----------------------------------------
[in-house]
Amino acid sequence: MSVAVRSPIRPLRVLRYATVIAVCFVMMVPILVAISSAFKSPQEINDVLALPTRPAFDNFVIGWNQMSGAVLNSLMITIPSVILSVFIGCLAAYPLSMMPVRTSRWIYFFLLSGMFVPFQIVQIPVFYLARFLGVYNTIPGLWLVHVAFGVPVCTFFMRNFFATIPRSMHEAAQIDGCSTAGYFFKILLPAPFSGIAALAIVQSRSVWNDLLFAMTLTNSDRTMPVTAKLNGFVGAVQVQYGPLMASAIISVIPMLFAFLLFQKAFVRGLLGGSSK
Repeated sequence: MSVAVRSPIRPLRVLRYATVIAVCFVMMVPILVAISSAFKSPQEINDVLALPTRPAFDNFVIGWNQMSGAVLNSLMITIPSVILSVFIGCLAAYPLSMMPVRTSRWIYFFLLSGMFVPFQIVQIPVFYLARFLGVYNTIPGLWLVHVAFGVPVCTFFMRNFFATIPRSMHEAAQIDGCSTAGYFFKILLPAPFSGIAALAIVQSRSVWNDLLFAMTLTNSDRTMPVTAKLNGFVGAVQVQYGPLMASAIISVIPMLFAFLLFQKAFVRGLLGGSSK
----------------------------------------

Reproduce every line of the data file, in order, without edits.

[in-house]
Amino acid sequence: MSVAVRSPIRPLRVLRYATVIAVCFVMMVPILVAISSAFKSPQEINDVLALPTRPAFDNFVIGWNQMSGAVLNSLMITIPSVILSVFIGCLAAYPLSMMPVRTSRWIYFFLLSGMFVPFQIVQIPVFYLARFLGVYNTIPGLWLVHVAFGVPVCTFFMRNFFATIPRSMHEAAQIDGCSTAGYFFKILLPAPFSGIAALAIVQSRSVWNDLLFAMTLTNSDRTMPVTAKLNGFVGAVQVQYGPLMASAIISVIPMLFAFLLFQKAFVRGLLGGSSK
Repeated sequence: MSVAVRSPIRPLRVLRYATVIAVCFVMMVPILVAISSAFKSPQEINDVLALPTRPAFDNFVIGWNQMSGAVLNSLMITIPSVILSVFIGCLAAYPLSMMPVRTSRWIYFFLLSGMFVPFQIVQIPVFYLARFLGVYNTIPGLWLVHVAFGVPVCTFFMRNFFATIPRSMHEAAQIDGCSTAGYFFKILLPAPFSGIAALAIVQSRSVWNDLLFAMTLTNSDRTMPVTAKLNGFVGAVQVQYGPLMASAIISVIPMLFAFLLFQKAFVRGLLGGSSK